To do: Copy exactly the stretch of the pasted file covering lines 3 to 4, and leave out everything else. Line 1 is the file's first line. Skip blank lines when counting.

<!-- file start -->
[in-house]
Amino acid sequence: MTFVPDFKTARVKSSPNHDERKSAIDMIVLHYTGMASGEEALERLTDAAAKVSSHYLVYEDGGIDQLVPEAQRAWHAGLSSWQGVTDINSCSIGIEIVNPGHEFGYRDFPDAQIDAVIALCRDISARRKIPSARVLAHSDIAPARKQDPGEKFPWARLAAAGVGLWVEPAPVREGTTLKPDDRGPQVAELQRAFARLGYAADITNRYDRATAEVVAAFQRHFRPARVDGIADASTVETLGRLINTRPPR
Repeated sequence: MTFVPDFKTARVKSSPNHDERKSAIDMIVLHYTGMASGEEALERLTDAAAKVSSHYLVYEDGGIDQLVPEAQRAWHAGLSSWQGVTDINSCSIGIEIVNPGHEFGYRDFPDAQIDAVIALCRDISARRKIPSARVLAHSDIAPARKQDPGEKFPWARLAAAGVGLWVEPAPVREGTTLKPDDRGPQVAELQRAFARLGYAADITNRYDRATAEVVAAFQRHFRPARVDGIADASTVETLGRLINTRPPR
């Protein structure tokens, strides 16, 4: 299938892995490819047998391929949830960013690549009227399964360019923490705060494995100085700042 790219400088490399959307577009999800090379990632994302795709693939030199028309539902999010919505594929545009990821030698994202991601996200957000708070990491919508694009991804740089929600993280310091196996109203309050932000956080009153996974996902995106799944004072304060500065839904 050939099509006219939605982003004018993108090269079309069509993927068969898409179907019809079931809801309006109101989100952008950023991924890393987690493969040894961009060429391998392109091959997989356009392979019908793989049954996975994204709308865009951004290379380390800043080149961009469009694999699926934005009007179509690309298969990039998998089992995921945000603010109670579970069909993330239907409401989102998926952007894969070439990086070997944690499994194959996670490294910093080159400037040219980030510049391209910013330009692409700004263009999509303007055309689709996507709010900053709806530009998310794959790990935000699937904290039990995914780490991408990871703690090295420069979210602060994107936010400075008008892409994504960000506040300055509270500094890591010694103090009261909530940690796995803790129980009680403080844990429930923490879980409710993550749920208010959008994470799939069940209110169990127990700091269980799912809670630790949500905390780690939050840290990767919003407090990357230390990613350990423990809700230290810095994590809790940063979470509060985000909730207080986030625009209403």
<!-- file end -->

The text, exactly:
Repeated sequence: MTFVPDFKTARVKSSPNHDERKSAIDMIVLHYTGMASGEEALERLTDAAAKVSSHYLVYEDGGIDQLVPEAQRAWHAGLSSWQGVTDINSCSIGIEIVNPGHEFGYRDFPDAQIDAVIALCRDISARRKIPSARVLAHSDIAPARKQDPGEKFPWARLAAAGVGLWVEPAPVREGTTLKPDDRGPQVAELQRAFARLGYAADITNRYDRATAEVVAAFQRHFRPARVDGIADASTVETLGRLINTRPPR
């Protein structure tokens, strides 16, 4: 299938892995490819047998391929949830960013690549009227399964360019923490705060494995100085700042 790219400088490399959307577009999800090379990632994302795709693939030199028309539902999010919505594929545009990821030698994202991601996200957000708070990491919508694009991804740089929600993280310091196996109203309050932000956080009153996974996902995106799944004072304060500065839904 050939099509006219939605982003004018993108090269079309069509993927068969898409179907019809079931809801309006109101989100952008950023991924890393987690493969040894961009060429391998392109091959997989356009392979019908793989049954996975994204709308865009951004290379380390800043080149961009469009694999699926934005009007179509690309298969990039998998089992995921945000603010109670579970069909993330239907409401989102998926952007894969070439990086070997944690499994194959996670490294910093080159400037040219980030510049391209910013330009692409700004263009999509303007055309689709996507709010900053709806530009998310794959790990935000699937904290039990995914780490991408990871703690090295420069979210602060994107936010400075008008892409994504960000506040300055509270500094890591010694103090009261909530940690796995803790129980009680403080844990429930923490879980409710993550749920208010959008994470799939069940209110169990127990700091269980799912809670630790949500905390780690939050840290990767919003407090990357230390990613350990423990809700230290810095994590809790940063979470509060985000909730207080986030625009209403």